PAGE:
WASHINGTON (Reuters) - Climate change is now one of the World Bank's top concerns because of its expected impact on health and economic growth in developing countries, the bank's lead environmental economist said. Latin America, Sub-Saharan Africa and Asia are where global warming's damage will disproportionately be felt, and that makes it a key issue for the World Bank and other financial institutions aiming to foster development, said Kirk Hamilton, co-author of the Global Monitoring Report.
By Deborah Zabarenko, Environment Correspondent
WASHINGTON (Reuters) - Climate change is now one of the World Bank's top concerns because of its expected impact on health and economic growth in developing countries, the bank's lead environmental economist said.
Latin America, Sub-Saharan Africa and Asia are where global warming's damage will disproportionately be felt, and that makes it a key issue for the World Bank and other financial institutions aiming to foster development, said Kirk Hamilton, co-author of the Global Monitoring Report.
The environmental damage is happening now in the world's poorest places and is likely to be exacerbated as the planet warms, with strong consequences as soon as 2020, Hamilton said in a telephone interview.!ADVERTISEMENT!
"I think there's some risk, not just at the World Bank but globally, that some people might think that climate change is flavor of the month but ... we see these deep connections to development," he said.
The bank's shift to considering climate change as an essential factor in calculating development needs has come in the past two years amid bleak predictions from the Stern Commission Report and the U.N. Intergovernmental Panel on Climate Change.
"Scientists are telling us that there are high degrees of confidence that what we're observing is human-induced climate change and that business-as-usual scenarios in terms of emissions of greenhouse gases are leading us into dangerous territory," Hamilton said.
POOR COUNTRIES TO SUFFER MOST
The Global Monitoring Report, released in advance of weekend meetings of the World Bank and the International Monetary Fund in Washington, contains two meaty chapters on global environmental sustainability.
"Poor countries will suffer the most from, and are able to adapt the least to, the effects of climate change," one environmental chapter said. "For developing countries, the best way to adapt to climate change is to promote inclusive development."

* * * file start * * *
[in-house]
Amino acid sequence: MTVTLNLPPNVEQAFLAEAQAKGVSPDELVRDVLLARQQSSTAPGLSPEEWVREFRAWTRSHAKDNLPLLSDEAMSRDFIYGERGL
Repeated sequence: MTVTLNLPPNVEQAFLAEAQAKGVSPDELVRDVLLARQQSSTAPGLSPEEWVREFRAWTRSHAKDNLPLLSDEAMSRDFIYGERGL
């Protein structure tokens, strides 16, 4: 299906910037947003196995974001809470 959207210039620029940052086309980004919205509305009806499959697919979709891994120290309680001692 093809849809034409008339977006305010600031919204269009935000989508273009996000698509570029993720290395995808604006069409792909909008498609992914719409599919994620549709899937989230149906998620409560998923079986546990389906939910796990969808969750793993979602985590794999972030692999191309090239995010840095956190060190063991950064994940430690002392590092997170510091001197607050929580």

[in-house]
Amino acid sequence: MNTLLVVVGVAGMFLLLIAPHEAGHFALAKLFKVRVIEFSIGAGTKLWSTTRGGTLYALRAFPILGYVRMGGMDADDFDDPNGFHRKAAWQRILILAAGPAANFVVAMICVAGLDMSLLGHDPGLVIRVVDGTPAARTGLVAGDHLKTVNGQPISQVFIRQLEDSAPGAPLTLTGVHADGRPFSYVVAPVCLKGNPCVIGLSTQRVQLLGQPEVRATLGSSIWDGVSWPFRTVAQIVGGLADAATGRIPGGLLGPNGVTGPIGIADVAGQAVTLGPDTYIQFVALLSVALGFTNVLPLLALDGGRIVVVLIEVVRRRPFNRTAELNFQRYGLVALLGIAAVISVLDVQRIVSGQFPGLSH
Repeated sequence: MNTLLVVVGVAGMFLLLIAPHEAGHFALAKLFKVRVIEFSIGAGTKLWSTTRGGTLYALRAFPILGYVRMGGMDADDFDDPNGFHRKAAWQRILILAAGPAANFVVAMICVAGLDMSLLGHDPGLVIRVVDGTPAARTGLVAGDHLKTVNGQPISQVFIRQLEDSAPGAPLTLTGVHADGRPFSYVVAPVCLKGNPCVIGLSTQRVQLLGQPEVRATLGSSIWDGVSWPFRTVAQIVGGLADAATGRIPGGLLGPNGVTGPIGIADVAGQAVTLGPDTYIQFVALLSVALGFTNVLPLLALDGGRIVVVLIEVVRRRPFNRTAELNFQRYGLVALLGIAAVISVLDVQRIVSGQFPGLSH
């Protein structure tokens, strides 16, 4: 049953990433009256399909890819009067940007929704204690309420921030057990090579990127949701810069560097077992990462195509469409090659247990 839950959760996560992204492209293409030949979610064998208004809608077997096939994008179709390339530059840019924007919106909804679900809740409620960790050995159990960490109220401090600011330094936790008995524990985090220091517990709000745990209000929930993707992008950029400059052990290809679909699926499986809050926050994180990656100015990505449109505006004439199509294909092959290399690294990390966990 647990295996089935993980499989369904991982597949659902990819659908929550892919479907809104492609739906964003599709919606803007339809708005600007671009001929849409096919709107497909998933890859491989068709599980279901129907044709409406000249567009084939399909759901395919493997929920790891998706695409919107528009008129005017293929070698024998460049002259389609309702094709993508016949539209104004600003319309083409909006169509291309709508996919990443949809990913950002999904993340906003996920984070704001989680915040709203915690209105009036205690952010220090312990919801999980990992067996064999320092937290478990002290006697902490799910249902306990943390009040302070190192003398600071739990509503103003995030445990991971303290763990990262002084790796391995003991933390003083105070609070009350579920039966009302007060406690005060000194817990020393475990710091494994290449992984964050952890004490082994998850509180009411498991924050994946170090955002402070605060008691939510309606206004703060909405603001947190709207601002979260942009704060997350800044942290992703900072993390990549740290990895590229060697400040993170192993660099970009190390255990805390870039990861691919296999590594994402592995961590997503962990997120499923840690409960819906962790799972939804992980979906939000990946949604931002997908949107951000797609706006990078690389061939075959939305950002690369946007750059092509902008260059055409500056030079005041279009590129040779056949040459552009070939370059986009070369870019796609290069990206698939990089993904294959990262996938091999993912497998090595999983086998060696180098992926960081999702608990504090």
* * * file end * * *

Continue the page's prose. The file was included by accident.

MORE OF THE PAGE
Developing and low-income countries are far more dependent on natural resources than rich countries, with some 40 percent of their national wealth depending on these resources, Hamilton said.
But exploiting these resources without making sure they can be sustained is no path toward development, he added.
"If these resources are degraded, depleted, polluted, then the sustainability of what we're trying to achieve ... is in question," he said.
That includes agriculture.
"If you're mining the fertility of the soil in order to feed people then you're not going to be able to do that forever," Hamilton said.
He took issue with recent criticism of the World Bank's role in financing parts of the fight against climate change. Critics at an international meeting in Bangkok suggested the World Bank aimed to seize control of the billions of dollars in aid to tackle the problem in the coming decades.
Given the vast amounts of money required -- as much as $67 billion just to help the world adapt to climate change by 2030 -- Hamilton said the World Bank should be involved, as well as agencies of the United Nations and individual governments.
"I guess I would argue a bit with those sorts of arguments that say 'What is the bank doing in here?"' he said. "We're in the development business and adapting to climate change is going to be about good development."
(Editing by John O'Callaghan)
(For more Reuters information on the environment, see http://blogs.reuters.com/environment/ )